- Queen Elizabeth’s grandchildren
- Line up to see the Queen’s sarcophagus for 11 hours
- World leaders start arriving in London for the funeral
LONDON (Reuters) – Princes William and Harry stood in a vigil at the ends of the coffin of their grandmother Queen Elizabeth on Saturday, heads bowed as a line of mourners streamed in front of the late king’s body.
The two sons of King Charles, both in military uniform, stood in silence for a 15-minute vigil in the vast Westminster Hall where the coffin has been lying since Wednesday, wearing the Royal Standard and the jeweled Imperial State crown on top.
William and Harry were joined by their six cousins, including Princess Beatrice and Eugenie, who earlier paid tribute to Britain’s longest-reigning monarch. The Queen died on September 8 at her summer home in the Scottish Highlands at the age of 96.
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“You have been our mothers, our guide, and our loving hand on our backs guiding us through this world,” said the sisters, Prince Andrew’s daughters. “You taught us so much and we will cherish those lessons and memories forever. For now, my dear grandmother, all we want to say is thank you.”
Hundreds of thousands of people queued for hours in a line stretching along the Thames, waiting for the coffin to be lifted and the Queen’s homage – a testament to the affection in which she was held.
Other cousins at the vigil on Saturday were Peter Phillips and Zara Tindall, sons of Princess Anne, and Louise and James, sons of Prince Edward.
Earlier on Saturday, Charles and his heir William shook hands and greeted well-wishers in the queue, asking people how long they had been there and whether they were warm enough.
Amid chants of “hip, hip, hurray” and shouts of “god save the king,” Charles and William spoke to mourners near Lambeth Bridge, as they approached the end of the monumental line to see the state lying in history at Westminster Hall.
On Friday night, Charles joined his three brothers – Princess Anne, Princes Andrew and Edward – for a silent vigil in the coffin.
William was heard telling one of the late Queen’s men, who ascended the throne in 1952. “She wouldn’t believe all this, but she wouldn’t really believe it.”
One woman told Charles it was “worth the wait” and others wished him well and cheered as he progressed in line.
Ahead of the state funeral at Westminster Abbey on Monday, world leaders are also beginning to arrive in the British capital.
Canadian Prime Minister Justin Trudeau and Australian Prime Minister Anthony Albanese were among the dignitaries who paid their respects on Saturday, while New Zealand Prime Minister Jacinda Ardern was seen writhing on a coffin on Friday.
US President Joe Biden is expected to head to the Lying Country on Sunday.
On Saturday, Charles met with leaders of the 14 countries he heads such as Canada, Australia and Jamaica after meeting the governor-general – the people who represent the king in the outer worlds – at Buckingham Palace.
London police described the funeral as the largest security operation they had ever carried out, with prime ministers, presidents and members of the royal family gathering and huge crowds in the streets. The king visited the police headquarters on Saturday to thank the emergency services staff involved in the planning.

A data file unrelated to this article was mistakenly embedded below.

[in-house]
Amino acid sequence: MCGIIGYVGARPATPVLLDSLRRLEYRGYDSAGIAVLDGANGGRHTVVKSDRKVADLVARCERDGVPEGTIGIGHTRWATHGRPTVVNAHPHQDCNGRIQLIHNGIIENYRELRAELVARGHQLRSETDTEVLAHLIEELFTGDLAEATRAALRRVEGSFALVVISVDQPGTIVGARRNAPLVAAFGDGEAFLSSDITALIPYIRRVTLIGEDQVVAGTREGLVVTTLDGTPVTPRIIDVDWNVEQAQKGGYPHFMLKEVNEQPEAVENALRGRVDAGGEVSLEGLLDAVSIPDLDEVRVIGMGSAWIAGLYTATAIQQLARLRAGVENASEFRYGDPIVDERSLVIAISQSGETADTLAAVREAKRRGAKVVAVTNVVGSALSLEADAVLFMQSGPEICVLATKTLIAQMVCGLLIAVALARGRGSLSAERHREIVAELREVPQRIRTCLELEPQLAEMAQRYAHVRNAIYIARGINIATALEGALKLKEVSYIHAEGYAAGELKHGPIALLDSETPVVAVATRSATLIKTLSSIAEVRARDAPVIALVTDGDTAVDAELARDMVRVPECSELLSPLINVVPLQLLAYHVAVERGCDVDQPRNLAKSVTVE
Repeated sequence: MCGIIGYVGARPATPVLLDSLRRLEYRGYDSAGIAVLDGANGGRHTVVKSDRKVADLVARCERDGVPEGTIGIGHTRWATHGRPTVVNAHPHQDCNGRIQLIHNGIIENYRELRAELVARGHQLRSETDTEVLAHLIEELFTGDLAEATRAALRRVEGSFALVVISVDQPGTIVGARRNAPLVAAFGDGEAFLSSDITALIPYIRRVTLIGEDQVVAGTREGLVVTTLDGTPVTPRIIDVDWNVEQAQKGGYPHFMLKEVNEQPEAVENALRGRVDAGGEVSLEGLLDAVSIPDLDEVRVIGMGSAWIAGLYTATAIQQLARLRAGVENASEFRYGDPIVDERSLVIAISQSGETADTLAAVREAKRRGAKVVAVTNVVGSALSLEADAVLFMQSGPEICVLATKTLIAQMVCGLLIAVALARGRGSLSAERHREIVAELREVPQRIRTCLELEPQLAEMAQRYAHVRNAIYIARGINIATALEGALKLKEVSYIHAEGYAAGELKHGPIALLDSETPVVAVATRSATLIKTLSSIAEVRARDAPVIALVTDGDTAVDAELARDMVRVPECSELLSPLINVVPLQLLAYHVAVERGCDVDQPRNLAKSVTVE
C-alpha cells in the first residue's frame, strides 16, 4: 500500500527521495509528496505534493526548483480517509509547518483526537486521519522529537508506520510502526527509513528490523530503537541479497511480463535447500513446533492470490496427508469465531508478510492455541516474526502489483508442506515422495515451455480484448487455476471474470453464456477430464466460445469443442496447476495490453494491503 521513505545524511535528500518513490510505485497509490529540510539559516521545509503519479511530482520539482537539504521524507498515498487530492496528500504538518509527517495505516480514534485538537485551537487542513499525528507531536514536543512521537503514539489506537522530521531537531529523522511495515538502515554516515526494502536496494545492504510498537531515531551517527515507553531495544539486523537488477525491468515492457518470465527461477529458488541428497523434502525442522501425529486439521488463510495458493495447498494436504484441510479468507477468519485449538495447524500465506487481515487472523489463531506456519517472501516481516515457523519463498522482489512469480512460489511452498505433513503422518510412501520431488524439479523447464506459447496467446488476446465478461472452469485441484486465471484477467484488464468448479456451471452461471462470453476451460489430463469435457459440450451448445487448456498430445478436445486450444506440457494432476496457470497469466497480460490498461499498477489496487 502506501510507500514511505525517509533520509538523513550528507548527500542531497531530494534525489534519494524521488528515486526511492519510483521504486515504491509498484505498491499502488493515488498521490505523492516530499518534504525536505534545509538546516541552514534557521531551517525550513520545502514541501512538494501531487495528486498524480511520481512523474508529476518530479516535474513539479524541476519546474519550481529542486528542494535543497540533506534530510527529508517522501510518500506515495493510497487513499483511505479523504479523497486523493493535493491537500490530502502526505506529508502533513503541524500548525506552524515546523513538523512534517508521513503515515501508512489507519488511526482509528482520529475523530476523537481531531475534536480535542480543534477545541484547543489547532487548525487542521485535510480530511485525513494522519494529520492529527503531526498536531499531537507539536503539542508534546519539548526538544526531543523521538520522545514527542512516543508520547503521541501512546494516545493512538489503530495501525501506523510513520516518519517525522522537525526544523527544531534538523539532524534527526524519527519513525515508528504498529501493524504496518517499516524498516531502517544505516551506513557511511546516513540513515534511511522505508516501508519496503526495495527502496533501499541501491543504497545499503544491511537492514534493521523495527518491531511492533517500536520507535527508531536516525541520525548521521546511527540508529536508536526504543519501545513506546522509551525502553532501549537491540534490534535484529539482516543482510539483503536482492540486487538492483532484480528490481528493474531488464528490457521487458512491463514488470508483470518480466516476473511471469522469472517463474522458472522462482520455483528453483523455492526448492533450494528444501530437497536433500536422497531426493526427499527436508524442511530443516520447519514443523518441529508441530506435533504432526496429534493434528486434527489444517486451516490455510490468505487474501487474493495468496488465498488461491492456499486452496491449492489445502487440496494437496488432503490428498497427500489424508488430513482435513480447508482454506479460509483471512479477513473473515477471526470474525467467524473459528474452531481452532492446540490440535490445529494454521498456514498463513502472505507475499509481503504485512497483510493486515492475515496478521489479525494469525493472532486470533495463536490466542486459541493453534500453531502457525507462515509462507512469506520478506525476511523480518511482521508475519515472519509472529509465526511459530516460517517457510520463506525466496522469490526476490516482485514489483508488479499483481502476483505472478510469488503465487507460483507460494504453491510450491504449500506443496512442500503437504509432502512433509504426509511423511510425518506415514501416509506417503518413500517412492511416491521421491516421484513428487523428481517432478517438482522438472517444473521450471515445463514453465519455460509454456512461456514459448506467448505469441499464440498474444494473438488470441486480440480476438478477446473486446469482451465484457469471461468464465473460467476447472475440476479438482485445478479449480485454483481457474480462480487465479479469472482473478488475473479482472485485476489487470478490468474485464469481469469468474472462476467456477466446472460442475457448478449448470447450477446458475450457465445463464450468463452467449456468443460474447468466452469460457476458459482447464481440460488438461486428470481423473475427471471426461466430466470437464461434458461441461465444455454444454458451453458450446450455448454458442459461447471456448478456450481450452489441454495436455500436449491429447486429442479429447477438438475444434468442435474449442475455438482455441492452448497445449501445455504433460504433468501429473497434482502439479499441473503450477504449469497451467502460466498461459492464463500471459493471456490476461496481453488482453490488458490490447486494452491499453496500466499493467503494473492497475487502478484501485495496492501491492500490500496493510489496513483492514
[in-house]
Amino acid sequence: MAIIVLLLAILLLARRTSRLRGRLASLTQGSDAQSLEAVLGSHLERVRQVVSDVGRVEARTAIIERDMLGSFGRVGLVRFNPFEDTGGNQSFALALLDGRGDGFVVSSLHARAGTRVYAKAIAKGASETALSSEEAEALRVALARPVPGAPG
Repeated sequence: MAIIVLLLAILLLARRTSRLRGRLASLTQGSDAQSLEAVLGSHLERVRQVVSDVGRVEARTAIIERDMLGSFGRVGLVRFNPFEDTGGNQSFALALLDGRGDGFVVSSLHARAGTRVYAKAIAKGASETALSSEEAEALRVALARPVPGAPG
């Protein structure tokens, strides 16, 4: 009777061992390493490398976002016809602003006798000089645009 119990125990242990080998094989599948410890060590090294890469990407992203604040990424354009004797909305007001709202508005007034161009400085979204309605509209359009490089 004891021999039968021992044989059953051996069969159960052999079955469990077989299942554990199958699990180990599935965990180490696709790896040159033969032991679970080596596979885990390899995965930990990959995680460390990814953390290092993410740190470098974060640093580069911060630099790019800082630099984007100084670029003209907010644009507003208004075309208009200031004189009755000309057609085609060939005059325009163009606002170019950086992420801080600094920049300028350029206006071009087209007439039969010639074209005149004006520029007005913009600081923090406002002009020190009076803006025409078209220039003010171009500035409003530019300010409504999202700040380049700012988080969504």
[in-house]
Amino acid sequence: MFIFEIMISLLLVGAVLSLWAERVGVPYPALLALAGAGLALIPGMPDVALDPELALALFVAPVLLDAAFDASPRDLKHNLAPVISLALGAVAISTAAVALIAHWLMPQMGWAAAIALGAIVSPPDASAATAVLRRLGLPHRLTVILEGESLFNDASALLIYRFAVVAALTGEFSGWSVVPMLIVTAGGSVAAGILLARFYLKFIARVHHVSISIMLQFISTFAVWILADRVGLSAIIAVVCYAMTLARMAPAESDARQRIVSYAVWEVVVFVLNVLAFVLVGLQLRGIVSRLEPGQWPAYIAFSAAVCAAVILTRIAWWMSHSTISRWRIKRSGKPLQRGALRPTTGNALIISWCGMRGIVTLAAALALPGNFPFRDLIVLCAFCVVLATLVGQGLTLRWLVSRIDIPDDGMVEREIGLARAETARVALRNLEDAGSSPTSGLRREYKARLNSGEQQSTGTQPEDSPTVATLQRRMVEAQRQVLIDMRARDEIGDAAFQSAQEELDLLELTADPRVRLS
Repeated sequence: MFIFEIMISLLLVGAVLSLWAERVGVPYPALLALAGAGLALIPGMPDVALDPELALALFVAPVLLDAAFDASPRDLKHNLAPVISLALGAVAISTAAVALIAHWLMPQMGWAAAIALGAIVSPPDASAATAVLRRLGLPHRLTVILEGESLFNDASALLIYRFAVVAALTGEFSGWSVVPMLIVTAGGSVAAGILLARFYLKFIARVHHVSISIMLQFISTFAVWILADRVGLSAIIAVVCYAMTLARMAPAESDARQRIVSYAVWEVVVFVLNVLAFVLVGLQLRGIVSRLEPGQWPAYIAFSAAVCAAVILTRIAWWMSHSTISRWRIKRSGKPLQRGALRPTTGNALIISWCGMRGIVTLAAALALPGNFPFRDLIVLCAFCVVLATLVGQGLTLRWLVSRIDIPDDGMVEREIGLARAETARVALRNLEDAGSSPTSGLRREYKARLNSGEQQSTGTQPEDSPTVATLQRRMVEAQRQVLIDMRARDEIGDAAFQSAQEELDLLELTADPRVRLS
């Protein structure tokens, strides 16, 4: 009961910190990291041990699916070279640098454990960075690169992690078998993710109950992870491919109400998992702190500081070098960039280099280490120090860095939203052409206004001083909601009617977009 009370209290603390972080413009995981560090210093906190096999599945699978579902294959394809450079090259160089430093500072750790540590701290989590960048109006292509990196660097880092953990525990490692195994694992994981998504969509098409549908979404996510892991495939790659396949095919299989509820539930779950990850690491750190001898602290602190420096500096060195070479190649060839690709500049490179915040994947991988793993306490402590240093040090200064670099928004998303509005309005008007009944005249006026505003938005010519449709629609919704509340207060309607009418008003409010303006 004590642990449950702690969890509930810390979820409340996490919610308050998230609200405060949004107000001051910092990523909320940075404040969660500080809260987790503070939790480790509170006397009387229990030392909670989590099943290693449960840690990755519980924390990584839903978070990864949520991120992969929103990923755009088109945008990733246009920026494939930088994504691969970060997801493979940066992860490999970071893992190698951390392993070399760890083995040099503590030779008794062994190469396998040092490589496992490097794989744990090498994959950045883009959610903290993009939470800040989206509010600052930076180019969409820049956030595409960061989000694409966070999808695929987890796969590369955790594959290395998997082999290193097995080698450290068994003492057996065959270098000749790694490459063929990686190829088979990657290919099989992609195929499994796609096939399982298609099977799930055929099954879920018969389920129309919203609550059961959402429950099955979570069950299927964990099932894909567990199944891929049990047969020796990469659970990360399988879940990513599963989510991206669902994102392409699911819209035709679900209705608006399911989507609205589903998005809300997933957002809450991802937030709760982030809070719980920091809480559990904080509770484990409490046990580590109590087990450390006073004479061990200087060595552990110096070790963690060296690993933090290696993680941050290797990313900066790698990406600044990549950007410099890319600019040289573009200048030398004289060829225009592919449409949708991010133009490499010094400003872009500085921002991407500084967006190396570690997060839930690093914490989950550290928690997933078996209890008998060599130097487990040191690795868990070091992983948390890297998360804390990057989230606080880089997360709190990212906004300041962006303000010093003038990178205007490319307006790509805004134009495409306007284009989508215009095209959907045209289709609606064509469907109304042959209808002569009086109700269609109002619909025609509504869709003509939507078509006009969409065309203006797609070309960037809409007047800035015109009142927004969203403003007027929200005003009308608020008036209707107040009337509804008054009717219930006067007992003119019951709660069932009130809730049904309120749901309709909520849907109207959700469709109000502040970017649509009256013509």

Emphasizing the risks, police said a man was arrested and detained after a witness told Sky News he had “run into the Queen’s coffin”. Video footage showed a man being suspended by police officers on the ground and led away.
By 5 p.m. (1600 GMT), the British Department of Culture said the waiting time to reach the recumbent country was up to 11 hours.
Within the silent hall, some mourners cried, and many wept as the current soldiers and veterans saluted their former commander in chief. Others in the class fell to their knees.
New friendships, acts of kindness, and the struggle to stand in line for hours, sometimes in the cold overnight, only define what has come to be known as the “waiting list.”
Film director Matthew West described how a military man was offered the opportunity to get to the front but declined. “That was the highlight. It was light when we stood still for two hours and I lost the will to live.”
There has been an outpouring of sentiment across the country and 10 days of determined events since the Queen’s death at Balmoral in Scotland. Her coffin was initially interred in Edinburgh before being taken south to London.
The Queen’s children described being overwhelmed by the reaction to their mother’s death.
State funeral to be attended by By nearly 100 presidents and prime ministers, it is likely to be one of the largest festive events ever held in Britain.
Soldiers took part in early morning rehearsals in Windsor, where the Queen’s coffin will be taken after the funeral at Westminster Abbey. Marching bands were seen playing music, and the Grenadier Guards, in a long, bear-skin cap on their ceremonial duties, were seen marching down High Street in preparation.
Liz Killshall of Leatherhead, southern England, said she brought her two children to Windsor so they would never forget the Queen. “It’s really important for them to grow up and remember this, and it’s important for us as a family to come and show some respect for a wonderful woman,” she said.
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Additional reporting by Sachin Ravikumar and Elizabeth Piper Editing by Rosalba O’Brien, Alison Williams and Frances Kerry
Our criteria: Thomson Reuters Trust Principles.
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